Food companies question effectiveness of sugar tax, ban on pre-packaged sugary drinks
Food Industry Asia, an association of food-and-beverage companies, said that many scientific studies have suggested the limited effectiveness of a sugar tax on reducing consumption of sugar-sweetened beverages.
SINGAPORE — A day after the Ministry of Health (MOH) proposed four measures such as a ban on high-sugar pre-packaged drinks and a tax on manufacturers and importers, an industry group has called for more options to be put on the table.
Made up of some of the largest food companies in the world such as Nestle, Coca-cola, PepsiCo, McDonald’s and Mondelez, Food Industry Asia (FIA) said that many scientific studies have suggested the limited effectiveness of a sugar tax on reducing consumption of sugar-sweetened beverages.
Results in other countries that have rolled out such a tax are still uncertain, and “we should not make decisions based on such ambiguity”, said FIA executive director Matthew Kovac in a statement on Wednesday (Dec 5).
The MOH said on Tuesday, when inviting public feedback on its proposals, that about 45 jurisdictions have imposed taxes on sugar-sweetened beverages. They include Brunei, Mexico, Thailand, and the United Kingdom. The ministry said the excise duties were effective in spurring companies to reduce the sugar content of their drinks.
The FIA welcomed the MOH’s decision to hold a public consultation, but it “believes more options need to be put on the table and that there should be a more collaborative multi-stakeholder approach, including the industry, to help solve some of these issues rather than present options like blanket bans or those that may be viewed as discriminatory in nature”.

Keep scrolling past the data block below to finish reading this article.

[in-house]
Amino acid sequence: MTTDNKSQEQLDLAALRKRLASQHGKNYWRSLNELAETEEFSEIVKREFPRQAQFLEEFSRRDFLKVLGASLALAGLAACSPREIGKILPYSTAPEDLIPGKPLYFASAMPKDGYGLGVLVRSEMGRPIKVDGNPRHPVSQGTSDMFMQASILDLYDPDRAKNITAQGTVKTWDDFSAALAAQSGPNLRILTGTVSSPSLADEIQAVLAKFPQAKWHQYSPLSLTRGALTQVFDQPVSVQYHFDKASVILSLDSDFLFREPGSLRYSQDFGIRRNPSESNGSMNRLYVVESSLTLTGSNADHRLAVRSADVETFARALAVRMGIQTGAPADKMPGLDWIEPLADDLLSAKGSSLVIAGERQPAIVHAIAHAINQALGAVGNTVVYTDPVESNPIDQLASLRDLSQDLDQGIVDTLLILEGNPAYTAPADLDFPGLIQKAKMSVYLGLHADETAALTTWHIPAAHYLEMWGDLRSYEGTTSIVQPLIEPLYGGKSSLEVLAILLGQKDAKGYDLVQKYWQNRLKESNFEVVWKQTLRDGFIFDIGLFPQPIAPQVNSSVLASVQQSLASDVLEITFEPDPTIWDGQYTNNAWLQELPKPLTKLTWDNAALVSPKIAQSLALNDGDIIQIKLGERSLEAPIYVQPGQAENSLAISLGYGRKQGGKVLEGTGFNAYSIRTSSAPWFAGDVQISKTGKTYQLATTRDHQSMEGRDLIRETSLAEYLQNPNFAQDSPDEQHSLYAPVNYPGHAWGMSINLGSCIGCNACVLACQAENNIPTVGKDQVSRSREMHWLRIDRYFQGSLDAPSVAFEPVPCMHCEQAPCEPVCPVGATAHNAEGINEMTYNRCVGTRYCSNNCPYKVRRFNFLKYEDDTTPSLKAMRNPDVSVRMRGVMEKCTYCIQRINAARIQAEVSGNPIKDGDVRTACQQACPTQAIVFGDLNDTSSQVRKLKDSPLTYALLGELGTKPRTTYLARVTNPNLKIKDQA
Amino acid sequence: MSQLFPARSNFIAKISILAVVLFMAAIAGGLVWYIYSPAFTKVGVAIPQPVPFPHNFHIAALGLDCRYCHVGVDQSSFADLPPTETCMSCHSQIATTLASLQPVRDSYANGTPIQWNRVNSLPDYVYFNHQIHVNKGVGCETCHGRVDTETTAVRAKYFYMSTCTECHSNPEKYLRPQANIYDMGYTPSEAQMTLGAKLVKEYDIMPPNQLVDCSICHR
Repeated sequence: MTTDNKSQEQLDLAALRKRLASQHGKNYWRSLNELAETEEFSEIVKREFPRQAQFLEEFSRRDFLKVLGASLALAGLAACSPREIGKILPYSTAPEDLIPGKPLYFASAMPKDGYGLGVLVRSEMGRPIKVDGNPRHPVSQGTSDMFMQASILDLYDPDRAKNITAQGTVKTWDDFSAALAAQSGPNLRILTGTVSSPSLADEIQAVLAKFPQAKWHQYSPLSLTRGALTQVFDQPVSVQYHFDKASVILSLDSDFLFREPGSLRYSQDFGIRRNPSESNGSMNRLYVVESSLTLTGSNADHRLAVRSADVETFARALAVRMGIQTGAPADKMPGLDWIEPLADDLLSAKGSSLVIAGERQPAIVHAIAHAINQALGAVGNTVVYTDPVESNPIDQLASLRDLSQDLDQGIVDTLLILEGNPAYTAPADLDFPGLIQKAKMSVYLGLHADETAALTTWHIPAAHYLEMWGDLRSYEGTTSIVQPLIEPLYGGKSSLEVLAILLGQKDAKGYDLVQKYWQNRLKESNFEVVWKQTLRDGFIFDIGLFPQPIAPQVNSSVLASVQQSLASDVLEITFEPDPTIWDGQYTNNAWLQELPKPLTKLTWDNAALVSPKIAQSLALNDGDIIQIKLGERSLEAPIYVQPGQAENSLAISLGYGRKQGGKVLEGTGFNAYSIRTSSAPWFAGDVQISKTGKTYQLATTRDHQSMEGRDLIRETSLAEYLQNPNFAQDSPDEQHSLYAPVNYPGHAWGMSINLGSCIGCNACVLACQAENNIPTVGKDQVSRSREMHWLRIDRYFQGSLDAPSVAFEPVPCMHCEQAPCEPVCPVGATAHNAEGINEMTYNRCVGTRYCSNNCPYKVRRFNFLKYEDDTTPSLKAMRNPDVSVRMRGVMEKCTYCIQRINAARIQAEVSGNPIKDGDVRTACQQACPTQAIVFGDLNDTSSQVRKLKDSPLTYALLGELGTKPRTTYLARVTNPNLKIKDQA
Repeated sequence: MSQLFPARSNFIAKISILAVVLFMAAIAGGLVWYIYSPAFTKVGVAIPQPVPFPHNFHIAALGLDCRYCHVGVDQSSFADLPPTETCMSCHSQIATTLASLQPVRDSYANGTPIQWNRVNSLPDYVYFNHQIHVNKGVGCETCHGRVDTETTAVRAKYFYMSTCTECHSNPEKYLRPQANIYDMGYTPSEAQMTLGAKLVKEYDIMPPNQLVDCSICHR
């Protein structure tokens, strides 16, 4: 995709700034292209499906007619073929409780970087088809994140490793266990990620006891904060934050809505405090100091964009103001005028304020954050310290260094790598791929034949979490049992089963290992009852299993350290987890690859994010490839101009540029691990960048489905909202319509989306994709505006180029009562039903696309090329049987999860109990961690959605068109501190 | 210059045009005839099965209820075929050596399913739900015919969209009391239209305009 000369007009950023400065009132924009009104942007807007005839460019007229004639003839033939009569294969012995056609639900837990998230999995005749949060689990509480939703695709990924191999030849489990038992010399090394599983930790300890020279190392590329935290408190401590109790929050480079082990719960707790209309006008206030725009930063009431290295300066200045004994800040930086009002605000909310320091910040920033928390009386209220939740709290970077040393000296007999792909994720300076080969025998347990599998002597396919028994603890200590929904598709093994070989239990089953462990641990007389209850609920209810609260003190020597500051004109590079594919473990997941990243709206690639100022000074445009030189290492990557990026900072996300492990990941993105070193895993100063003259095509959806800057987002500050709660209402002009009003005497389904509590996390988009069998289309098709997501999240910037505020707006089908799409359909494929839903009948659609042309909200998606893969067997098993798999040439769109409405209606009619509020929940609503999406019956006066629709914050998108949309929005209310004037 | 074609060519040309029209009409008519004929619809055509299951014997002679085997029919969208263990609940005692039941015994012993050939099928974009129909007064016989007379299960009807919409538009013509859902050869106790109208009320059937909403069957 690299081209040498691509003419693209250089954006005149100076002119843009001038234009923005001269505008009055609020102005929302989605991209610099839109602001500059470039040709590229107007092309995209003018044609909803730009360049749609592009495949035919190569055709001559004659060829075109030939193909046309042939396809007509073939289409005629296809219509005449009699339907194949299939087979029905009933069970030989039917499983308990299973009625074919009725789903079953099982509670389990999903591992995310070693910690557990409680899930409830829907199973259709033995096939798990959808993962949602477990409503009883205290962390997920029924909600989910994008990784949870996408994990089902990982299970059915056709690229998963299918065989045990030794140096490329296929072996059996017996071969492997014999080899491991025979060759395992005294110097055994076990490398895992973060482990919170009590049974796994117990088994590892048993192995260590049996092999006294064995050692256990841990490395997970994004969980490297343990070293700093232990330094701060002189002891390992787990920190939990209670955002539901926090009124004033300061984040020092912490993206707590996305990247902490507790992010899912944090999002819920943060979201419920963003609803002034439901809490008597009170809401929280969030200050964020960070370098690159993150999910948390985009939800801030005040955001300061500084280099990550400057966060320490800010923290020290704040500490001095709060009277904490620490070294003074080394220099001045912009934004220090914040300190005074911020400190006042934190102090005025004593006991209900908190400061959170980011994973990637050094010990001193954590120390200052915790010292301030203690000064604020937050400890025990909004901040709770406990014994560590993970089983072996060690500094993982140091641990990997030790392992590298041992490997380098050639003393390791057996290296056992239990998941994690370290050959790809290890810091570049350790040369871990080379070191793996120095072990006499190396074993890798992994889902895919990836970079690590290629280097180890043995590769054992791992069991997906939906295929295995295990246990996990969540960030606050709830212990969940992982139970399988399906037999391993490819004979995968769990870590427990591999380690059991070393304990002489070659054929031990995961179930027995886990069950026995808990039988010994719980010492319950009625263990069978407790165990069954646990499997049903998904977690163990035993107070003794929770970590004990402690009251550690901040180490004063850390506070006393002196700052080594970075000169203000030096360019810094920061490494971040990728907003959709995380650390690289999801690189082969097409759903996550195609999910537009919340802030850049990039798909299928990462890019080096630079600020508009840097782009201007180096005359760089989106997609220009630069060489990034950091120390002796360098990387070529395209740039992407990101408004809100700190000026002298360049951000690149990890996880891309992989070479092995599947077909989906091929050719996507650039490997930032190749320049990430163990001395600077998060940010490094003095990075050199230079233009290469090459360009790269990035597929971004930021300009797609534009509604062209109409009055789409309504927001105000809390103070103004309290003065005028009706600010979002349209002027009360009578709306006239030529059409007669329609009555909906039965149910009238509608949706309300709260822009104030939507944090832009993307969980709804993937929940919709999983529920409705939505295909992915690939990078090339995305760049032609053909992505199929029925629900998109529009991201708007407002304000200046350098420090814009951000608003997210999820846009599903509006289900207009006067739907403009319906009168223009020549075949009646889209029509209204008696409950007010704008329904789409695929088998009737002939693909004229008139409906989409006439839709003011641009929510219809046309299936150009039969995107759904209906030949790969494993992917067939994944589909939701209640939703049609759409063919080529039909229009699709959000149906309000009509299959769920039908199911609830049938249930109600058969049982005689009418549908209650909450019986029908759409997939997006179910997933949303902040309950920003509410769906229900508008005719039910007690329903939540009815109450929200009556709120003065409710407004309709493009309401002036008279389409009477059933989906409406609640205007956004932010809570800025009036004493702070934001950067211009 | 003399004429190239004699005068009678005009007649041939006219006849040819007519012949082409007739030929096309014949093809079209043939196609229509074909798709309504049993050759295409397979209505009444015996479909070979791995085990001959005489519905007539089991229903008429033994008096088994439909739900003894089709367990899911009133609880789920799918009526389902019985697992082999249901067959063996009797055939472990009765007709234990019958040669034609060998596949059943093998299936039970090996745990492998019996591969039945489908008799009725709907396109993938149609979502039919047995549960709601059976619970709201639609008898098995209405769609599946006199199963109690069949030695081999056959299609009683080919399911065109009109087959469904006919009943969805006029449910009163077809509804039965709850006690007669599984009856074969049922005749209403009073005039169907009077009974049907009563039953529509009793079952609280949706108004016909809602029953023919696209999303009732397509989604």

The FIA disagreed with the proposed ban on high-sugar pre-packaged drinks, which the MOH defined as having an average of 5.5 teaspoons’ sugar per 250ml.
Mr Kovac said: "Consumption habits are hard to change and an outright ban on pre-packaged sugar-sweetened beverages will not guarantee an overall fall in sugar intake as consumers may simply choose other foods that can satisfy their needs."
The prevention of non-communicable diseases such as diabetes goes beyond sugar reduction and requires a balanced diet and active lifestyle, he added.
The Government declared war on diabetes in 2016. One-third of Singaporeans are likely to have diabetes in their lifetime and dealing with the disease costs the Government more than S$1 billion a year.
Diabetes is linked to many health complications such as heart attacks, stroke and kidney failure.
The average Singaporean consumes 12 teaspoons, or 60g, of sugar daily. More than half comes from sugar-sweetened beverages, of which pre-packaged drinks contribute 64 per cent of this intake.
Two other proposed measures by the Government are to have mandatory front-of-pack nutrition labels, and to have advertising regulations on less healthy sugar-sweetened beverages in the mass media, including social media.
Mr Kovac said it is important to ensure that consumers are not overwhelmed with multiple labelling schemes that may cause confusion.
The FIA will work with government bodies to develop and propose science-based nutrition labels that are easy to understand, he said.
On advertising, it will also work with regulatory bodies.
The FIA said that the obesity epidemic requires policies and measures that can influence and offer positive incentives for people to make better dietary and lifestyle choices — rather than “disincentives (such as taxation) that can influence negative substitution”.